Twelve investment zones were announced eight of which will be located in England in the West Midlands, Greater Manchester, the north-east, South Yorkshire, West Yorkshire, East Midlands, Teesside, and Liverpool.
Ritam Gandhi, founder and director of Studio Graphene, said: “This Budget was a mixed bag. The PM makes a habit of mentioning that he’s spent time in Silicon Valley, while the Chancellor often references his own entrepreneurial experiences. So, it stands to reason they'd champion entrepreneurship, particularly in tech, and these topics were certainly at the heart of Hunt’s speech – yet he also overlooked some key issues inhibiting innovation and growth.
“Yes, there were positives: there were boosts for AI companies. Tax cuts for R&D and those investing in IT and machinery in the UK are to be welcomed. And the investment zones sound promising, but exactly how and where the £80 million of funding will be spent in those 12 hubs remains to be seen. In the meantime, some of the most common challenges UK tech businesses face were not adequately addressed – namely, accessibility of funding for scaling businesses (kicked down the road to the Autumn Statement) and helping plug the tech skills shortage that holds back so many digital companies.“
A Quantum Strategy was also mentioned that will look to set out a “new and ambitious quantum research and innovation programme”. It will see £2.5 billion invested over 10 years, focusing on realising four goals: ensuring the UK is home to world-leading quantum science and engineering; supporting businesses through innovation funding opportunities and by providing access to world-leading R&D facilities; driving the use of quantum technologies in the UK; and creating a national and international regulatory framework.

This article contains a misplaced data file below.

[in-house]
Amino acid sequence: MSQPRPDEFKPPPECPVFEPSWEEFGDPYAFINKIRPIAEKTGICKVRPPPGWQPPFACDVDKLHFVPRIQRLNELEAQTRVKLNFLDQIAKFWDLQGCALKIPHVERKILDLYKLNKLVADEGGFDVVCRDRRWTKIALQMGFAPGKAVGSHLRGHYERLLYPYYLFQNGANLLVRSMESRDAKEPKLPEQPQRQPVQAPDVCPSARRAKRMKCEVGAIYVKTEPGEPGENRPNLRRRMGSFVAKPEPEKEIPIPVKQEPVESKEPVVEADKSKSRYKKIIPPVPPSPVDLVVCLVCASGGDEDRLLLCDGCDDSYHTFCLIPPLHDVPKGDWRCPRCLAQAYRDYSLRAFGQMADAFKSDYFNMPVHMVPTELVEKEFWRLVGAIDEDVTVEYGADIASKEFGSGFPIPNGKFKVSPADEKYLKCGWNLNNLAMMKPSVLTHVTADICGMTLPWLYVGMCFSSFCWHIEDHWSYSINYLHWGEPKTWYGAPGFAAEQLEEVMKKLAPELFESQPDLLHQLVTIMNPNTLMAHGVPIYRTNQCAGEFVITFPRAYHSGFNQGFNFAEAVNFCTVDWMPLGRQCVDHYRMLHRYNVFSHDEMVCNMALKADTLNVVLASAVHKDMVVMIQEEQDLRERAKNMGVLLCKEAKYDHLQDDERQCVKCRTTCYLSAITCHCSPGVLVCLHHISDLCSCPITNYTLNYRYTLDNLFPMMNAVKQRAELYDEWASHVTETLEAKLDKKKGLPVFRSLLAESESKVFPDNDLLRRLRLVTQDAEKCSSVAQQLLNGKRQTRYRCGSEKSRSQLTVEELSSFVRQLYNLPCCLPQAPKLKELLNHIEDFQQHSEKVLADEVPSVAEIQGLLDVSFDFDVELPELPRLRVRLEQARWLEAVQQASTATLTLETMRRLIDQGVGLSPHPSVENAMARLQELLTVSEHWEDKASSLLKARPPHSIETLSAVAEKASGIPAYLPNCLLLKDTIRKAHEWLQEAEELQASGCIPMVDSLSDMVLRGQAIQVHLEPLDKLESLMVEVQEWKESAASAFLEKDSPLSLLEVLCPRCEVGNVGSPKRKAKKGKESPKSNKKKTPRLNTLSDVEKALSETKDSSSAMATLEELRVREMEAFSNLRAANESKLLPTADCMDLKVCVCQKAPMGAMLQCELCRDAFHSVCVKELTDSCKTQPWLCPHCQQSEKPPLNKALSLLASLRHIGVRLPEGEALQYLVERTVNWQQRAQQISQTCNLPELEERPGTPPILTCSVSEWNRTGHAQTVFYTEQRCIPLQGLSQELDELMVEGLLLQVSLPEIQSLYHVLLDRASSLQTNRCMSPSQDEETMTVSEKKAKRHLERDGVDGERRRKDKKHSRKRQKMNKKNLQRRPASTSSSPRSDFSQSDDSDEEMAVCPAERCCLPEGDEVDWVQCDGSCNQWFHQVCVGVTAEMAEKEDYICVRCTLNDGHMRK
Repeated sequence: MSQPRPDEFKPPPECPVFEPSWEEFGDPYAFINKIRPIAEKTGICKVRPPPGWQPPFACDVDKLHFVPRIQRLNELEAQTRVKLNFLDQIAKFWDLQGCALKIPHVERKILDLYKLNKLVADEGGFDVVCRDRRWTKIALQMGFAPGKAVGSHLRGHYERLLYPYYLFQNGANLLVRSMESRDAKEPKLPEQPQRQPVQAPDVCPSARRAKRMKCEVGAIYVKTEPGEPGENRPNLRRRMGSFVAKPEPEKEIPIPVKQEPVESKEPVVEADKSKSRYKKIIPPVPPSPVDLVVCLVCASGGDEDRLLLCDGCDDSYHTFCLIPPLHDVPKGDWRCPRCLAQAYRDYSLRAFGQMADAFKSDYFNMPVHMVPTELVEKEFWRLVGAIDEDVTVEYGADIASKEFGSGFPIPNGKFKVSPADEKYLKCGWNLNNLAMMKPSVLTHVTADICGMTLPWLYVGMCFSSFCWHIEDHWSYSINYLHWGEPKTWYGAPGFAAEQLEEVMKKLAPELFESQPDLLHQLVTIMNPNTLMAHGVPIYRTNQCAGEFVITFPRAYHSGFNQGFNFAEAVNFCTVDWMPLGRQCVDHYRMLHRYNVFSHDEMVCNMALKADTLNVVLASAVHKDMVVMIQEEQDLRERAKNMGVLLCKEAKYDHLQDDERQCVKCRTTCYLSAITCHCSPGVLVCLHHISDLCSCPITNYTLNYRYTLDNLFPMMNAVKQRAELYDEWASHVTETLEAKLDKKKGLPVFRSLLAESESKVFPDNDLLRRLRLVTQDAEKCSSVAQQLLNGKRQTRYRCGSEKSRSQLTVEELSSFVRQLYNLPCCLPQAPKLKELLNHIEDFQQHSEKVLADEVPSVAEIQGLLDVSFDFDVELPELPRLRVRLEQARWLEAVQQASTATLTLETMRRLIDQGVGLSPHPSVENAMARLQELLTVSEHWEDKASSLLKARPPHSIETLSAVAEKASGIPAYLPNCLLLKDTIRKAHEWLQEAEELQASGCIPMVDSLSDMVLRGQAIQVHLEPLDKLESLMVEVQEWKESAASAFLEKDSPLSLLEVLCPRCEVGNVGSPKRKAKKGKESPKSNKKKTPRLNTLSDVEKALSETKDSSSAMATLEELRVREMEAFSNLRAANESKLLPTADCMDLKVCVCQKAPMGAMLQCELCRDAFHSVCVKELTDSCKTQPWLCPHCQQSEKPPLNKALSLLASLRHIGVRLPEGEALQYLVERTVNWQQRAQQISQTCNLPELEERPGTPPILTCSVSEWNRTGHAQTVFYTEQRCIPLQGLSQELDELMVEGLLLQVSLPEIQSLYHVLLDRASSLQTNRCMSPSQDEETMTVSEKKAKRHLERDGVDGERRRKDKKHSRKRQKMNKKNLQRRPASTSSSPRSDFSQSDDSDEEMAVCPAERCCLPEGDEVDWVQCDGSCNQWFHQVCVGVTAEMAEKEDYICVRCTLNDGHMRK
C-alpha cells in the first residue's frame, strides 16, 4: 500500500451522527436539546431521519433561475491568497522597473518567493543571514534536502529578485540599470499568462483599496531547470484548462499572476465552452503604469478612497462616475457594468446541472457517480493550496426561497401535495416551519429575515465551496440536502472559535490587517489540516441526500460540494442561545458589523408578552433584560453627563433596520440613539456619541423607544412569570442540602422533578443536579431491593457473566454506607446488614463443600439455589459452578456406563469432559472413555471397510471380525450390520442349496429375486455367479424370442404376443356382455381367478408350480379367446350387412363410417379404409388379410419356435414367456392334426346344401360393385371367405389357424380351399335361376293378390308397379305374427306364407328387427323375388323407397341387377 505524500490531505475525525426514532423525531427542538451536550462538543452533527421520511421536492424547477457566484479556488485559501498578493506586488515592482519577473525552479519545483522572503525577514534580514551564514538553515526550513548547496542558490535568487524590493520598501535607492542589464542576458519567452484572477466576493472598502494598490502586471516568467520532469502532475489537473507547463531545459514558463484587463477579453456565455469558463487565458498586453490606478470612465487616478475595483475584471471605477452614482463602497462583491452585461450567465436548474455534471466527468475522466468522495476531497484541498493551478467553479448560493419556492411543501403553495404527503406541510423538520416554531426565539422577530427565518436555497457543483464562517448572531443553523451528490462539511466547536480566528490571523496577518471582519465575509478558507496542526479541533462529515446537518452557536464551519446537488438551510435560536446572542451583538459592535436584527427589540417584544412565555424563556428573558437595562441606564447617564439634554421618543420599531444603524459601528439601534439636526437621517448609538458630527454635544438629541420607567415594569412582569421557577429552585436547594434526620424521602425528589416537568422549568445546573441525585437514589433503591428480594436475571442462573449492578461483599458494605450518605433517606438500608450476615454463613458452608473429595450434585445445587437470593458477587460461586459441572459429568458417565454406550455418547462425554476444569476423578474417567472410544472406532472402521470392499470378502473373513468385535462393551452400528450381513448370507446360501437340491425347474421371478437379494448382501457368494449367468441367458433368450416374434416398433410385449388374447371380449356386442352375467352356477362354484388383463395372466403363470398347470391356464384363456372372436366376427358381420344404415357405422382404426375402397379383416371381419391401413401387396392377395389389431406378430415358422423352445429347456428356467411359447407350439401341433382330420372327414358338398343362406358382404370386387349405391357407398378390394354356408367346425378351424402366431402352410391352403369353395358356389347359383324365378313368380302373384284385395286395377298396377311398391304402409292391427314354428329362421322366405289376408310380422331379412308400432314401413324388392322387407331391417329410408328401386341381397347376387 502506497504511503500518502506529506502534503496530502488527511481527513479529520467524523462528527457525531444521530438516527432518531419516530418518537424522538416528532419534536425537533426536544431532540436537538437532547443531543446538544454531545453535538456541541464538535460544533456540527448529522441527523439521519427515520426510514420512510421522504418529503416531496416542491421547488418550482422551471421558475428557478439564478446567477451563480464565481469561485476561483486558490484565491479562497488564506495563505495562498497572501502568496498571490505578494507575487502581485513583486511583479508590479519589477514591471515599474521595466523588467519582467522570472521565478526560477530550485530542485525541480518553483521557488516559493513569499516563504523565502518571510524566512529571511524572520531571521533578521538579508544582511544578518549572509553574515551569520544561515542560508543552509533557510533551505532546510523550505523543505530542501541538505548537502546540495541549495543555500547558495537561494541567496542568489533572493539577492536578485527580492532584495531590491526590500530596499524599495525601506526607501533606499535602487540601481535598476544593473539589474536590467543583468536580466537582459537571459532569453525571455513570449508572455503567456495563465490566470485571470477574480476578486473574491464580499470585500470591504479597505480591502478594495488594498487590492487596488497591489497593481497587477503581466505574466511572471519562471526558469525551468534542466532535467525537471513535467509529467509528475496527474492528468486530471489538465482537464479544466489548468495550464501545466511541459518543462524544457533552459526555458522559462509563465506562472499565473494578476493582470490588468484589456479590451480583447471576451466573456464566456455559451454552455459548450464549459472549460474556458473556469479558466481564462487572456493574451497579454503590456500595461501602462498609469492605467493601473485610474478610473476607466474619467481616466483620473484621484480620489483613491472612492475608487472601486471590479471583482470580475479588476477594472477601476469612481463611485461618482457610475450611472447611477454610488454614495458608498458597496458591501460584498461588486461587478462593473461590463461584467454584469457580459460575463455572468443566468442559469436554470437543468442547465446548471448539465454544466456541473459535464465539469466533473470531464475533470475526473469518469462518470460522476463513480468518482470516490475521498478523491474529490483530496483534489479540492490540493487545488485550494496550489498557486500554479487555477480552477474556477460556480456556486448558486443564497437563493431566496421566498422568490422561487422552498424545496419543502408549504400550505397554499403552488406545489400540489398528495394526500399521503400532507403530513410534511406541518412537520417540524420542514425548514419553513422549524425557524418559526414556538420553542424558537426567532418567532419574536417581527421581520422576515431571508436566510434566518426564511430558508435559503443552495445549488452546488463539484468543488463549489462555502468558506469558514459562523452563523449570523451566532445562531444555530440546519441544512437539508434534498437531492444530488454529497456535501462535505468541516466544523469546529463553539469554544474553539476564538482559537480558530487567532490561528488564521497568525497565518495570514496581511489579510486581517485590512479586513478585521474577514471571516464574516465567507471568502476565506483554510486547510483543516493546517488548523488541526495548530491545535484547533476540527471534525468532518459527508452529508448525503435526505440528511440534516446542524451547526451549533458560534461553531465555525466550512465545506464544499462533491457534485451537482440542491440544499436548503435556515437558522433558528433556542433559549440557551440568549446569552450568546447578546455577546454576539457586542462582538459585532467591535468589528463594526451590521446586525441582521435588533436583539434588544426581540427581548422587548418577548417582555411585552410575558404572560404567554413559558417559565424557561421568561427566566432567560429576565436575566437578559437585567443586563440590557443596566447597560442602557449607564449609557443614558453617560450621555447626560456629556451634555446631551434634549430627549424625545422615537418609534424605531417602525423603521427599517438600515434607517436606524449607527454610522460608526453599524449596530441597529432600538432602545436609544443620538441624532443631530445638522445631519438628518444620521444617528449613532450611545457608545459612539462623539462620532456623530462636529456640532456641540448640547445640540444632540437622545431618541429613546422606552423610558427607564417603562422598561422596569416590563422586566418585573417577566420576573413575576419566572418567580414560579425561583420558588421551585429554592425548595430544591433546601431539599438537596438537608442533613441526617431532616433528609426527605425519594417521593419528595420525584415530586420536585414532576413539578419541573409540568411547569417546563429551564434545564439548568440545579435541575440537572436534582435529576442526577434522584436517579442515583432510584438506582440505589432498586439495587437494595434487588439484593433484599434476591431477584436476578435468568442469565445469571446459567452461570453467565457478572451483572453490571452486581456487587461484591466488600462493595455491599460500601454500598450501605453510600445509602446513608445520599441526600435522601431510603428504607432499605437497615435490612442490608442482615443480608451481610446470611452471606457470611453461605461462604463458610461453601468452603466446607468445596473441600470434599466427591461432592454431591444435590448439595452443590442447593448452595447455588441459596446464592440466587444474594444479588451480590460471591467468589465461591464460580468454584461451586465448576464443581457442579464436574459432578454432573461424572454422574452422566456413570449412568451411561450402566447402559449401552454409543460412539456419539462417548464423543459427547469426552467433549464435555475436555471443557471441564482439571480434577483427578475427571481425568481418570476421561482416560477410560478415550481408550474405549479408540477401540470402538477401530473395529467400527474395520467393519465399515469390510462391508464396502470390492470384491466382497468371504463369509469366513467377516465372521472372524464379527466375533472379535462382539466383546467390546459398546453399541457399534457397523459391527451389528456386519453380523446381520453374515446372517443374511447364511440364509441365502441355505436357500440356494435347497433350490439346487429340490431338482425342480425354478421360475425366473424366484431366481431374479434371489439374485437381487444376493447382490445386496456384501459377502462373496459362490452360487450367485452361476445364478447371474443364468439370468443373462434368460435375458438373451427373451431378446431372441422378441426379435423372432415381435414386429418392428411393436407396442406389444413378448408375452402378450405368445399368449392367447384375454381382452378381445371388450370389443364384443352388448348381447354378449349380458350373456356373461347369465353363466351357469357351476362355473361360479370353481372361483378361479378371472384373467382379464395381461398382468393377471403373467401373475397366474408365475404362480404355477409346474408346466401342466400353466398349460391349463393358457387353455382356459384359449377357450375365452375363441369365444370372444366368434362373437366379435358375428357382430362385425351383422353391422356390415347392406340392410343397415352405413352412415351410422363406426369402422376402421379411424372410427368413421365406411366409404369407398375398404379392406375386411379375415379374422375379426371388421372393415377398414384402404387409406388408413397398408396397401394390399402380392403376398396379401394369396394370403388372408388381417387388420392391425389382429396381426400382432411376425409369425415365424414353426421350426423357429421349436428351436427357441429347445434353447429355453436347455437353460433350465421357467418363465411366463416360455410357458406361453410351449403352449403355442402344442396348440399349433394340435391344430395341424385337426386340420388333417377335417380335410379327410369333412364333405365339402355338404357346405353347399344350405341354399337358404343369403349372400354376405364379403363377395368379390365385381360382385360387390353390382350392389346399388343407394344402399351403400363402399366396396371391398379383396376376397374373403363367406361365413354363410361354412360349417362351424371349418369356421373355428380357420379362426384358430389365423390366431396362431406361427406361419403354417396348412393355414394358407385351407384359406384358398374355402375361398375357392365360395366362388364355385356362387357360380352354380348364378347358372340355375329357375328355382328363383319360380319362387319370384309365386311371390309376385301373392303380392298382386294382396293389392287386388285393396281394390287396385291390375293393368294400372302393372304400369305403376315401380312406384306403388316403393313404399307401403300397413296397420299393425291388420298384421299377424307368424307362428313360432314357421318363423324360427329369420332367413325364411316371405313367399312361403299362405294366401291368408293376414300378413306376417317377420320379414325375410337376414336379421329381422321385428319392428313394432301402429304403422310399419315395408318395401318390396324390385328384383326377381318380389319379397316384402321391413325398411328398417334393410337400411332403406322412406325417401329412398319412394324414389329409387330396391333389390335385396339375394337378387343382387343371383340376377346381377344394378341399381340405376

The government also allocated £100 million funding for the UK’s Innovation Accelerators programme.
“This includes the Manchester Turing Innovation Hub led by the University of Manchester, 2 quantum projects in Glasgow led by the University of Glasgow and M-Squared Lasers Limited, and a project to accelerate new health and medical technologies led by the University of Birmingham.”
Commenting on R&D changes, Verity Davidge, Director of Policy, at Make UK said, “While the Chancellor set out big and ambitious plans for AI and quantum, the focus on diffusion and adoption of digital adoption overall is lacking. R&D tax credit policy keeps chopping and changing and many businesses will struggle to keep up. Large swathes of small and medium sized manufacturers will find themselves out of pocket when the new changes come in in April this year and we were looking to the Chancellor to delay, or even better, reverse these changes to boost R&D across all of manufacturing.”
The government said that the findings of its Technologies Review, announced in 2022, would be fully implemented.
“At Autumn Statement 2022 the government asked Sir Patrick Vallance to lead the Pro-innovation Regulation of Technologies Review. The government is taking forward all Sir Patrick’s recommendations on the regulation of emerging digital technologies, published alongside Spring Budget.”
Sir Patrick will now report on how regulators “can better support innovation, and the government’s new Chief Scientific Adviser, Professor Dame Angela McLean, will oversee future reviews into creative industries, advanced manufacturing, and the regulator growth duty.”
There was also a promise to speed the approvals process for medicines and technologies.
“Based on Sir Patrick’s interim findings on life sciences, the government is providing extra funding for the Medicines and Healthcare products Regulatory Agency (MHRA) to help it maximise use of its Brexit freedoms and accelerate patient access to treatments,” said Hunt.
The MHRA is to explore partnerships with trusted international agencies, such as in the US, Europe and Japan, in order to provide simple, rapid approvals for medicines and technologies that have received their approval from 2024.
The MHRA will also have a fully operational swift approval process in place from 2024 for the most impactful new medicines and technologies – such as cancer vaccines and AI therapeutics for mental health, said Hunt.